I've never been a mother, I'm unlikely to at my age, but I sure can empathise with Podge. I downloaded a little video of the puppies feeding, so you can too.

Saturday, 20 April 2013

Puppies' First Trip Out

Podge and her Podgelets went to the vets for a check-up.


The vet pronounced the puppies in good heath, and he docked (shortened) their tails in the surgery. This lessens the problem of very waggy tails on little busy spaniel bottoms, which would otherwise bang against their sides and cause injury when excited, out working in the field.

We take off just the last third, so the dogs still have enough tail for balance and to communicate with other dogs. A lot gets said between dogs based on tail position and how it wags.

Podge tells me a lot with her eyes, too-


In this case, her eyes tell me that she's experiencing the oxytocin rush associated with motherhood.

A loved-up spaniel and a basket of puppies made us very popular at the vets this morning.

At home now, puppies safely cocooned

Friday, 19 April 2013

We have Podgelets!


Podge went into labour just after midnight, and gave birth to the last pup at about 7 a.m. this morning. We have five healthy cocker spaniel pups, three boys and two girls. Podge is fine, and a natural mom.

When not feeding or asleep, the pups make a constant humming-squeaking noise. They feed and sleep lined up in a row.


The delivery, though long, was fairly uneventful. All but one of the pups are black. The liver and white girl was the last pup to arrive and came out backwards. Coming in last and arse first? I think that's the pup destined for our kennel.

Wednesday, 17 April 2013

K9-1-1

We had our first warm spring day yesterday, and even saw the sun come out for a few hours. Not one to take a nice day for granted, I piled all the not pregnant dogs into the truck and we drove into the middle of estate for a good run, swim, and hunt through cover. I didn't think about what else the good weather might bring out of hibernation.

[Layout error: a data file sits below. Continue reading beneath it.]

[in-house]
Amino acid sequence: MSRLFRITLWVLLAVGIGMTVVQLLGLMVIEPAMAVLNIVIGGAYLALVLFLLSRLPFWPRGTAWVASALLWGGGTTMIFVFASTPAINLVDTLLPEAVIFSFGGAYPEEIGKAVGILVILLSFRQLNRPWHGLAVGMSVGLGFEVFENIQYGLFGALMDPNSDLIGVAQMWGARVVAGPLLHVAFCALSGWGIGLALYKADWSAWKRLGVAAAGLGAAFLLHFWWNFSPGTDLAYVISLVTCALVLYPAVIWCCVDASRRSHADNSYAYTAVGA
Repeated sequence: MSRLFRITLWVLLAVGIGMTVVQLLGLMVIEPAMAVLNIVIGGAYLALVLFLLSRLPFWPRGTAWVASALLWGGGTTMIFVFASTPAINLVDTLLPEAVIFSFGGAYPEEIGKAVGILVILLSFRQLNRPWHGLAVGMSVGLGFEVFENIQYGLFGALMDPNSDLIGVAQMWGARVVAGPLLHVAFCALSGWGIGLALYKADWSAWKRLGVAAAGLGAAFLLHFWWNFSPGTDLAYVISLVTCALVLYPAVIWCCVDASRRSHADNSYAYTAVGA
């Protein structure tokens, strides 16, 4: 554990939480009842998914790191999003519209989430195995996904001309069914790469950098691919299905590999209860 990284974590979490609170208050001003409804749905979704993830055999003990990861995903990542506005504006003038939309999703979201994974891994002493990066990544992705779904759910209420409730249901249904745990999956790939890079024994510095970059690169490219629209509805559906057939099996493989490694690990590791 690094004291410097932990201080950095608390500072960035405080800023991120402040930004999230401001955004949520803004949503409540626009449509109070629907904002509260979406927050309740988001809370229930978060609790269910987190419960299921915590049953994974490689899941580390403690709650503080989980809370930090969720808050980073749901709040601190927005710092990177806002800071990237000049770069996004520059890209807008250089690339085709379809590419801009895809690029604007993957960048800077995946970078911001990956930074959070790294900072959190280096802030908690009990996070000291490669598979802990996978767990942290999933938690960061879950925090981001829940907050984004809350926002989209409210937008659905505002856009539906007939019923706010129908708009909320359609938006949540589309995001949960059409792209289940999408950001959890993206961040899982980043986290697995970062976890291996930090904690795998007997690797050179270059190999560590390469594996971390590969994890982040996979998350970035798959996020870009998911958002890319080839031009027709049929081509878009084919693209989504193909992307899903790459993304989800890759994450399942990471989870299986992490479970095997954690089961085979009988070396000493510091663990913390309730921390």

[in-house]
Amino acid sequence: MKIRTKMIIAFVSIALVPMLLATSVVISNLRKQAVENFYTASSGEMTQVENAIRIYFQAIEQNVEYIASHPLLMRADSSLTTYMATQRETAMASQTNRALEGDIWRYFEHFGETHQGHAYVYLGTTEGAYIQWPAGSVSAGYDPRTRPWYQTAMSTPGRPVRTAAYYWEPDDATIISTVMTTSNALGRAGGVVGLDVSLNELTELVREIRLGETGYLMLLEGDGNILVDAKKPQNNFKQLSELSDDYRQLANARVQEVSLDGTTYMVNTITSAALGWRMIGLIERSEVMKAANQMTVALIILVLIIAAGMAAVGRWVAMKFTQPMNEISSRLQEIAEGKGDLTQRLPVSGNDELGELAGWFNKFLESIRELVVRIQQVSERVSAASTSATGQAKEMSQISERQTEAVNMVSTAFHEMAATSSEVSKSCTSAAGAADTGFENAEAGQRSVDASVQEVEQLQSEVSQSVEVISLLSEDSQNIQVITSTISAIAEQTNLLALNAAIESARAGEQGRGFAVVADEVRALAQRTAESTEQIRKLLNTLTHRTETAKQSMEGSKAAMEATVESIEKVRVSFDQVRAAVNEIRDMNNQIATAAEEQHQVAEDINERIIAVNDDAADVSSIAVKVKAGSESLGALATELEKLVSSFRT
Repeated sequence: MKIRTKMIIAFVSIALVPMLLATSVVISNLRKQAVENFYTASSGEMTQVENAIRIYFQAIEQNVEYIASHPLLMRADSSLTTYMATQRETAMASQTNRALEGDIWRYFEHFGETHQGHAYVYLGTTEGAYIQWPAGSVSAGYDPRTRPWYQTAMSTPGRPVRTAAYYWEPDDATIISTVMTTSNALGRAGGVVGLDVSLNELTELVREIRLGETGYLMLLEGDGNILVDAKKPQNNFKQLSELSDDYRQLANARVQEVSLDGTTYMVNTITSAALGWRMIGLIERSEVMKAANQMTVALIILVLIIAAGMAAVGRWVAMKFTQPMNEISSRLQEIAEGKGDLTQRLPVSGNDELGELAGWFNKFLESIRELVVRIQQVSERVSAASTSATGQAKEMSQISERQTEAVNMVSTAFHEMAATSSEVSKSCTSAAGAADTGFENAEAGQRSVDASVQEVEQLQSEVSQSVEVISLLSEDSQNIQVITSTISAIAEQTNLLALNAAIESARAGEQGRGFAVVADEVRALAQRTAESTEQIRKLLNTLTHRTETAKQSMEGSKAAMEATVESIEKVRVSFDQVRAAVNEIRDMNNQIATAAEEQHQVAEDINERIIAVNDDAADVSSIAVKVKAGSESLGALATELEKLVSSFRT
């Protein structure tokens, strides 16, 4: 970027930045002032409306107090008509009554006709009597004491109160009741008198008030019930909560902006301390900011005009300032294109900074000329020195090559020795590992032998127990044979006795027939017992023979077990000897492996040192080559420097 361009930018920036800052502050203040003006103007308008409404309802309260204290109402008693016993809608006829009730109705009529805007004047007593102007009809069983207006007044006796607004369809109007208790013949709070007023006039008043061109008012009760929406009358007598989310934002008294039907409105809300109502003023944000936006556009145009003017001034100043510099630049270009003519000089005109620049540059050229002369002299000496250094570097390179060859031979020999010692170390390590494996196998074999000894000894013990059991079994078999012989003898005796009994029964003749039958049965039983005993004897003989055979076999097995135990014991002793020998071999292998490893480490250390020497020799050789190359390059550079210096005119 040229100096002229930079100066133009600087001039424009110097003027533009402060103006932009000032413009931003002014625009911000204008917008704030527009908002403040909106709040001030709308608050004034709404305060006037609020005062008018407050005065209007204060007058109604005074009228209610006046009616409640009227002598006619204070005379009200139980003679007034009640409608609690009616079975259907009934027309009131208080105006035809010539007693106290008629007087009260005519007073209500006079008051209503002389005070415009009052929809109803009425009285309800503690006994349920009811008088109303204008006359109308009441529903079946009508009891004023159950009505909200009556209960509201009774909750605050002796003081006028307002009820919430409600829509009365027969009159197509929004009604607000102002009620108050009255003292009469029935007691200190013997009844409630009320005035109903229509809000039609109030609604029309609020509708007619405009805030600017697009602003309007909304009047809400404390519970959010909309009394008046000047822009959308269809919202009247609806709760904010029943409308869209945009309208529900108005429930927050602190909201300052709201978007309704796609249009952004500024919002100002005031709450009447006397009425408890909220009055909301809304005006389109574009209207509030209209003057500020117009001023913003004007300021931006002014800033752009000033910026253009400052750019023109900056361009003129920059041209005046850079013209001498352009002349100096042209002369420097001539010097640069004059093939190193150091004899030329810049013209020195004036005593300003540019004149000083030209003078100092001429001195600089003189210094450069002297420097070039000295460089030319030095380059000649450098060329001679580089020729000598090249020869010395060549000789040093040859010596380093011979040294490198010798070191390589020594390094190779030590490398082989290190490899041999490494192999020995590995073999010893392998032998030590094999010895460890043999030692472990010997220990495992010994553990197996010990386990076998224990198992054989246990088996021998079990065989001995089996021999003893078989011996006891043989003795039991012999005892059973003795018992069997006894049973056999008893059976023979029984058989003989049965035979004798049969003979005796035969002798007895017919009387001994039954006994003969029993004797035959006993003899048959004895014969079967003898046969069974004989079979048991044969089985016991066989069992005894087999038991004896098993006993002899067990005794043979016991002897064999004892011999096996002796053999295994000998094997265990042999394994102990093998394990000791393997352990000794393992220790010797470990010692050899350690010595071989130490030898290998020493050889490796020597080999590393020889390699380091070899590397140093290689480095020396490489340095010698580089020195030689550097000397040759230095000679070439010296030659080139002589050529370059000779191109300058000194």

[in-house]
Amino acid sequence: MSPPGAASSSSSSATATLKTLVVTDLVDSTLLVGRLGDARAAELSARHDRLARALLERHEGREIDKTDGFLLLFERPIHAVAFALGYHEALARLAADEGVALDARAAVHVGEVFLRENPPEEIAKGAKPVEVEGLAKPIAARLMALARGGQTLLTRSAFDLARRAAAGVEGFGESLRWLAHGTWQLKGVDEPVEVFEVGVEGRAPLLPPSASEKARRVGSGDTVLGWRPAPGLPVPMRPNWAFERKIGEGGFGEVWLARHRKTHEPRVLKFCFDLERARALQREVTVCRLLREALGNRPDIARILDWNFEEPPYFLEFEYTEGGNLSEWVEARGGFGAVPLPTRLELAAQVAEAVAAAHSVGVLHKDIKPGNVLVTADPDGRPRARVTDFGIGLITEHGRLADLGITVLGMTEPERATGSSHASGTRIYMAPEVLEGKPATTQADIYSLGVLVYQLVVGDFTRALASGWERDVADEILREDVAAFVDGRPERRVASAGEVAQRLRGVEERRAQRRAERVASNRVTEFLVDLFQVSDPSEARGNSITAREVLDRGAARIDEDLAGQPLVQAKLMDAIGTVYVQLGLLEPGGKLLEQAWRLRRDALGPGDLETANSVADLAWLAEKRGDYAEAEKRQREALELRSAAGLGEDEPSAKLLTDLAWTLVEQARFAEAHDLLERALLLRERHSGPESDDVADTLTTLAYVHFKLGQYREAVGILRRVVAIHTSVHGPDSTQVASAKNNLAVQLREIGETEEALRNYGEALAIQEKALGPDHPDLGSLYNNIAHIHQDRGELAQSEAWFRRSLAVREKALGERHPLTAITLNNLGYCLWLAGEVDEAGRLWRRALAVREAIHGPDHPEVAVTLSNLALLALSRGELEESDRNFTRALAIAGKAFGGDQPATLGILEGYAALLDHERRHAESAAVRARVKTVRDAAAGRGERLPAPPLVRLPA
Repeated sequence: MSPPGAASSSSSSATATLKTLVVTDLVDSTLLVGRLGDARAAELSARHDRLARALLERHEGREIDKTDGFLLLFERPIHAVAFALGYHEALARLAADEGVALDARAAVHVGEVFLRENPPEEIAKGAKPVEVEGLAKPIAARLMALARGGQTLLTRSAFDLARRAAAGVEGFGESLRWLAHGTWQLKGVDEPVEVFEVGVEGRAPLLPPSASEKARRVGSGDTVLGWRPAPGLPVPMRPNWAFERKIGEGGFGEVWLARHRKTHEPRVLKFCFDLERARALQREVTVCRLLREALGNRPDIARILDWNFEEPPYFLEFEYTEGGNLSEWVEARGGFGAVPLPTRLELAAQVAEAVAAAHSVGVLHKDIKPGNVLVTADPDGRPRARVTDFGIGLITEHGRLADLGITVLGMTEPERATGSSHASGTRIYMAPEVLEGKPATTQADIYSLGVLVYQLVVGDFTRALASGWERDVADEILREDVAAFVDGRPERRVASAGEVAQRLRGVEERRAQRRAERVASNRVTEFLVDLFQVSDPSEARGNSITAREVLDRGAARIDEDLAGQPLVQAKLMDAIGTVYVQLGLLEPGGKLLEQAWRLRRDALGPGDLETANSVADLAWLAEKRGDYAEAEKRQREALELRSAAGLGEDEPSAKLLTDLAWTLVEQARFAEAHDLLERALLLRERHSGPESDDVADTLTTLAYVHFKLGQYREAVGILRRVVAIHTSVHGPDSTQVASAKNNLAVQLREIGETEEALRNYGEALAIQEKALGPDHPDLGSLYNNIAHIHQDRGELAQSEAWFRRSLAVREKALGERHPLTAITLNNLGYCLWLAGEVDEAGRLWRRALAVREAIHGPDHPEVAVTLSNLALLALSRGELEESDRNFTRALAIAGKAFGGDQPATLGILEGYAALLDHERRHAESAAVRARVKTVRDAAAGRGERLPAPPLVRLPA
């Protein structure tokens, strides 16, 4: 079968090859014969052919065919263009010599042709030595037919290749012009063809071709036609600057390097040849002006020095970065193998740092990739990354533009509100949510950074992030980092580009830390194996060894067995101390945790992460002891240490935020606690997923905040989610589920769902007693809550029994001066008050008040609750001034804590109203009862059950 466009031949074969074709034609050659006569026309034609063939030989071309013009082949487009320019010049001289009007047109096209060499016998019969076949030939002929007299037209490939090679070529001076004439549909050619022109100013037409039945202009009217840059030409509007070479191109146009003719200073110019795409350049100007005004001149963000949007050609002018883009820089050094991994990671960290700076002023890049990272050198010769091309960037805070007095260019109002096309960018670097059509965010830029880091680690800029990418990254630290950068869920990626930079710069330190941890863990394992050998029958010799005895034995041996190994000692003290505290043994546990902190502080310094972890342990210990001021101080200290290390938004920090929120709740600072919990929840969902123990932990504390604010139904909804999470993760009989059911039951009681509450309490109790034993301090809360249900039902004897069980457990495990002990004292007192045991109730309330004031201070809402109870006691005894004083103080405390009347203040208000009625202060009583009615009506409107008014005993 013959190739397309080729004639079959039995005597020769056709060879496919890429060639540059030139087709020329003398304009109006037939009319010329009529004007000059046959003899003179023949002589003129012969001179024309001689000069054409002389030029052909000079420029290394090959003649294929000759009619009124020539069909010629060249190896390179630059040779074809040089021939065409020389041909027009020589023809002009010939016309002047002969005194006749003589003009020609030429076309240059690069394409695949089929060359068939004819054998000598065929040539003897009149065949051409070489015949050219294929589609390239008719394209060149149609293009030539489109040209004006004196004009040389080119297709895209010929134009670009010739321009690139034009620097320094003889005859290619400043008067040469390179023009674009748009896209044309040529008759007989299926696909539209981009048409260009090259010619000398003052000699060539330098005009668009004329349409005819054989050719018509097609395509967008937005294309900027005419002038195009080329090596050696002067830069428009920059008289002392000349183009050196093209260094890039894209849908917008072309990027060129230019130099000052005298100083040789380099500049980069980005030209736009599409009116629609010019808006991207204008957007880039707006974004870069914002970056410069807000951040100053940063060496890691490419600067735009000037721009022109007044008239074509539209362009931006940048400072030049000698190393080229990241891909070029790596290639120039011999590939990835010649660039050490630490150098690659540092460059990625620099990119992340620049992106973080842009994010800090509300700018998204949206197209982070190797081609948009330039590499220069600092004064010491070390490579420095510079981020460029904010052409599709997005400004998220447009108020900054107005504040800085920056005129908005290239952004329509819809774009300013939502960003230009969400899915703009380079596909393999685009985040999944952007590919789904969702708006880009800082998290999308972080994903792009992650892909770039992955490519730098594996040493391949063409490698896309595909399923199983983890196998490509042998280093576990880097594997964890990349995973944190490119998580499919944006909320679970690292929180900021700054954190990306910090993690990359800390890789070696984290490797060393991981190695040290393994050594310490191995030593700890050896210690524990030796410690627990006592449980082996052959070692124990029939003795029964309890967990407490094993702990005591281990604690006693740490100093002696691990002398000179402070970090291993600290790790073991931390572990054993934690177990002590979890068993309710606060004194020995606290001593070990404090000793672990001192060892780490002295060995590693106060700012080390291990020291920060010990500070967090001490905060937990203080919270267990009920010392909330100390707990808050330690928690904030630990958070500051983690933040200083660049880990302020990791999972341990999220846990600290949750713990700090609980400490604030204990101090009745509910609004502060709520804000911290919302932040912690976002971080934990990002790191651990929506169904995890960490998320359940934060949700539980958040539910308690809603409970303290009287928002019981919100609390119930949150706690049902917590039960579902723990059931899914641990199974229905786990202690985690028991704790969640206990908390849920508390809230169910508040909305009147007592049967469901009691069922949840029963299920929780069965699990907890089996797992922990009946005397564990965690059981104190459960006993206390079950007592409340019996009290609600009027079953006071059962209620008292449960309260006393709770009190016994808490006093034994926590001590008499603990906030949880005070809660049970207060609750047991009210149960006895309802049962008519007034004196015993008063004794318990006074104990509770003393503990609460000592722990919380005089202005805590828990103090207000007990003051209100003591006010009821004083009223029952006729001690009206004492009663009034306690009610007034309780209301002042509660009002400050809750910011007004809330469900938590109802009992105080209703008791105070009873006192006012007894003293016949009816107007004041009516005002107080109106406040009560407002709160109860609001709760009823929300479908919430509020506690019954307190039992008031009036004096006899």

Snakes.

Venomous snakes.

I bet you see where this is going.

We only have one species of venomous snake in Britain: the adder. They're not uncommon on the estate, but you'd have to be rather unlucky to stumble across one, and even unluckier to get this fairly docile snake to bite you.

It was Dulcie who found the snake. She must have accidentally trod on it. I never heard her yelp, and the first I knew of a problem was loading her into the truck after our walk. Her front leg was swelling rapidly. I couldn't find a puncture wound but I was pretty sure of the cause. I called the vets and told them to expect us. Again. With an injured Dulcie. Again.

So Dulcie spent the afternoon at the vets on an IV drip of fluids, antihistamines, and antibiotics. Her leg looks better this morning after treatment, but it's still twice normal size right up to the shoulder and bruised from the venom's effects on tissue.

I probably don't have to tell you which is the affected leg.

We popped back to the vets this morning and her temperature is still slightly elevated, so we'll bring her back for another check in 48 hours. As long as she's eating, drinking, and feel OK in herself, I think she's out of the woods. Which is great because 'in the woods' is where all the adders live.

With working dogs more so than pets, accidents and injuries are to be expected. I'm so grateful that we have such amazing veterinary surgeons only five miles from the estate. With Podgelets still to come, there's a better-than-average chance that we'll be visiting them again soon.